As the great Shakespeare once said, “What’s in a name? That which we call a Loki by any other name would smell as sweet.” Just kidding, but this week’s Loki certainly does ponder the question. The Variant, who wishes to be called Sylvie, has totally different experiences, temperament, and even powers from our Asgardian mischief maker – and yet they are cut from the same cloth.
Viewers get to see some of that cloth take shape on this week’s trip to Lamentis-1, in what amounts to a bottle episode with no other main characters involved. Safe for a brief cameo from Ravonna Renslayer and the memory-soaked fantasies of C-20, that is.
Independence, Authority, Style
We open on Sylvie and C-20 apparently being the best of friends, chatting about brain freeze. That is, until Sylvie asks how many people are guarding the Time Keepers, revealing this is all complicated illusion magic taking place in C-20’s mind. Sylvie, now armed with golden elevator knowledge, heads out to take down the Minutemen on her way to the big cheese.
Of course, our Loki is not about to let his Variant get away with it, and the two blow right past Ravonna in their zapathon. They wind up on Lamentis-1 in 2077, hours before its total destruction, still trying to outsmart or enchant once another. The MacGuffin of the episode winds up being Loki’s TemPad, which can get them back to the TVA if only they figure out how to recharge it. But where do you find a power source in the apocalypse?
While Sylvie and her Variant debate what makes a Loki a Loki, it quickly becomes apparent that attack style is not one of the ways. Our Loki prefers diplomacy and guile, while Sylvie prefers brute force. But neither one work when trying to grab a charge from one lone woman waiting for her husband at the end of the world. Instead, they get their next clue: the train station on the edge of town may lead to a power source.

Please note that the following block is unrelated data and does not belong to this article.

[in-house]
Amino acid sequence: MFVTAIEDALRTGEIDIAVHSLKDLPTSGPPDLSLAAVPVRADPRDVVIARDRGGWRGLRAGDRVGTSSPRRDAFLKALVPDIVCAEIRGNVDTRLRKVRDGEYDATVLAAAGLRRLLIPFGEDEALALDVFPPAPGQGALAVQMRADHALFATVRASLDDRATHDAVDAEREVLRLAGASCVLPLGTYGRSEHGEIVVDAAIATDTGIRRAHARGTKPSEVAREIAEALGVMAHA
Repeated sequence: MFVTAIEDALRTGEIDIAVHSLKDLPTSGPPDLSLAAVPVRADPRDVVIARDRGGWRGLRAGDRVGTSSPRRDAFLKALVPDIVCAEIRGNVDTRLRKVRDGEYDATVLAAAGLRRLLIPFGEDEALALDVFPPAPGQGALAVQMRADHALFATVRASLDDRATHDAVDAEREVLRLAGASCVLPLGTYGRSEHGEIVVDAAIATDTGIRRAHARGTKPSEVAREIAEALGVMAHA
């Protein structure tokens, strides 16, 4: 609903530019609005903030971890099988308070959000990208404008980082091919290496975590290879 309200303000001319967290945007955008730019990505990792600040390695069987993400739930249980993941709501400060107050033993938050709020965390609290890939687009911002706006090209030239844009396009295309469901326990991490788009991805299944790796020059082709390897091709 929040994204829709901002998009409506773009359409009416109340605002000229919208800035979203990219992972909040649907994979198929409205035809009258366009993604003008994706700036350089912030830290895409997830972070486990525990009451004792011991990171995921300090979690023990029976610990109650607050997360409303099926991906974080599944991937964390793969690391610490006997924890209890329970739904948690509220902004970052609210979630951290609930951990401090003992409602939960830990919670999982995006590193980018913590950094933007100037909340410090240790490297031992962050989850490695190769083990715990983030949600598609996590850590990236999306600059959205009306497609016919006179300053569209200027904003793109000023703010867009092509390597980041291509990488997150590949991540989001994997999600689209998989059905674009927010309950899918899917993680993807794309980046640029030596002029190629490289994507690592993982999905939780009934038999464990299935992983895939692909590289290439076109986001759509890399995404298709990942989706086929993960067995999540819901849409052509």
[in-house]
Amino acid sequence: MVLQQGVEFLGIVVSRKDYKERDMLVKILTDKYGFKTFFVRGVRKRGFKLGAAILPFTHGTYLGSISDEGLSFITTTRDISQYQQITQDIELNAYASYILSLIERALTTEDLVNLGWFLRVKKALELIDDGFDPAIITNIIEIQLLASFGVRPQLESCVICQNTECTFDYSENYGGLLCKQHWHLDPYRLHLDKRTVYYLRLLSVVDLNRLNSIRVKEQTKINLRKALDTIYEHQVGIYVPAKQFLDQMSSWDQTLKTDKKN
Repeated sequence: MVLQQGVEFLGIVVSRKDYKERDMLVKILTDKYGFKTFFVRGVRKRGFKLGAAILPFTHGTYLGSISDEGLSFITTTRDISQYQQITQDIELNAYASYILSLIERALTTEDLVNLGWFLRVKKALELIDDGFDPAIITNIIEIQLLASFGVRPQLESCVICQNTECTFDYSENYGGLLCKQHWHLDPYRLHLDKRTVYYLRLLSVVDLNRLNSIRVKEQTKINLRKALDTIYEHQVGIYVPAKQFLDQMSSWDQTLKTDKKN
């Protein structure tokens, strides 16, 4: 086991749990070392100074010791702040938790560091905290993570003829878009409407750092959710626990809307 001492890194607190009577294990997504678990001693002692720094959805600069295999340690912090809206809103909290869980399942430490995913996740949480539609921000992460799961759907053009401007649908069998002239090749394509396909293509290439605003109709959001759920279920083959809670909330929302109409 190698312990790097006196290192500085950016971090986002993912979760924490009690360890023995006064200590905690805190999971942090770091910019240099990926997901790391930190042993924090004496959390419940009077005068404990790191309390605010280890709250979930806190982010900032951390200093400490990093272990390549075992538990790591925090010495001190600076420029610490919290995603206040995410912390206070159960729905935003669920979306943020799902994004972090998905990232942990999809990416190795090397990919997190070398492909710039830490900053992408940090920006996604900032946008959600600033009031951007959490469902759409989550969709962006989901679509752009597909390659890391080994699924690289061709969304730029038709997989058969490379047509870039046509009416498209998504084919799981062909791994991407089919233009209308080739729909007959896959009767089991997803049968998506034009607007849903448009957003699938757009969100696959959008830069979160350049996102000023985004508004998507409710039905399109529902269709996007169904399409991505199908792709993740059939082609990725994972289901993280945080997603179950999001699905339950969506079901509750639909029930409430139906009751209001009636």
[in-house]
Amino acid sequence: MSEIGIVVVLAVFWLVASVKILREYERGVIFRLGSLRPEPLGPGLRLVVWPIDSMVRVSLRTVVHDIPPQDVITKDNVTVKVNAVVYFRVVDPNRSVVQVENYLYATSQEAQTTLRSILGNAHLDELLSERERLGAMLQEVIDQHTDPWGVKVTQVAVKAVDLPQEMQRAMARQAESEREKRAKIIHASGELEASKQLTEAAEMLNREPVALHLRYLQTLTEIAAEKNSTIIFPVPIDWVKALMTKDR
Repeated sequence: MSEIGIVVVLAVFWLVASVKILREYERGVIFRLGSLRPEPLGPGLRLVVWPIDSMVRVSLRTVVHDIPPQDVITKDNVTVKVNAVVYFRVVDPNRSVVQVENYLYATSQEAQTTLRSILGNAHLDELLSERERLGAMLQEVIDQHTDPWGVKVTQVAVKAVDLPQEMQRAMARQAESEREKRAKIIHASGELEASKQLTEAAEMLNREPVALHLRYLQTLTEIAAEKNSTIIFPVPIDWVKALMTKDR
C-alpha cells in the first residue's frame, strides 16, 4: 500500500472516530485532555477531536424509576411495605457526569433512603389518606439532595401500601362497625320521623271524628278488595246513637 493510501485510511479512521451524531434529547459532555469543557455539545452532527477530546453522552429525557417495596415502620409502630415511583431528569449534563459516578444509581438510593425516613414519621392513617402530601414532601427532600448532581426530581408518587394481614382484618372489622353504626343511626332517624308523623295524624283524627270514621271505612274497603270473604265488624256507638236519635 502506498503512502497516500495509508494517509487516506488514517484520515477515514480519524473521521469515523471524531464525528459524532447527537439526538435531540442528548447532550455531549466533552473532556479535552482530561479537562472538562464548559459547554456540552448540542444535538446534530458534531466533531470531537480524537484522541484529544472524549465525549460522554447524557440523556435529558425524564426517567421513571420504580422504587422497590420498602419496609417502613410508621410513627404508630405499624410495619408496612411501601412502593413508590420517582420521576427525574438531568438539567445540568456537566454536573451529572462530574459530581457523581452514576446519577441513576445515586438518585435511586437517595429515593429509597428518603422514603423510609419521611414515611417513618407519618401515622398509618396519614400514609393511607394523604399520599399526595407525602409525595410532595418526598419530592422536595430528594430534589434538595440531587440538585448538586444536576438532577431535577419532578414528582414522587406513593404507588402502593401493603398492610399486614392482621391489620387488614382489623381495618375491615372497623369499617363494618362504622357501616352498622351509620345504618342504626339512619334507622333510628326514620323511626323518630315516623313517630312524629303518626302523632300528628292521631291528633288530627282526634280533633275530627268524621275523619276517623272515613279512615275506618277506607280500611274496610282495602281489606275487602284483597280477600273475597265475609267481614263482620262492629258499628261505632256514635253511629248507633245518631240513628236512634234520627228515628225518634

Maybe Love Is Hate
This is where “Lamentis” begins to feel like something of a wild goose chase. Of course neither Loki can die on this planet“, and certainly not at the mid-point of the series. So why do we spend the whole episode on the soon-to-be-lost world? Well, we do get a sweet reminiscence from Loki about his mom, Freya, and how she taught him magic.
A humorous red herring of a philosophical conversation takes them from “love is hate” to “love is an imaginary dagger,” but the most important tidbit is that both Mischief Gods have been with their fair share of princesses and princes. Happy Pride Month!
Furthermore: despite her protests, Sylvie trusts Loki enough to fall asleep, Unfortunately, she awakens to Loki teaching the passengers Asgardian songs and the guards trying to arrest him. In the ensuing fight, Loki gets thrown off the train and the TemPad is broken. Is Loki perhaps too unprofessional in his hedonism? Whether or not that’s the case, the episode ends with the dynamic duo failing to make it onto ark before it’s destroyed. Back to square one: imminent demise.
- Loki’s mom taught him magic but didn’t tell him he was adopted, while Sylvie’s parents told her she was adopted but left her to learn magic on her own. Is she even Asgardian in her timeline? Do they have the same parents?
- The most important part of the episode is when Sylvie divulges that C-20 – and all the Minutemen, in fact – are Variants who lived on Earth before being plucked out of their timelines by the TVA. Learning their whole lives have been a lie is perhaps the only reason to get Loki away from the TVA for the hour.
New episodes of Loki drop Wednesdays on Disney+.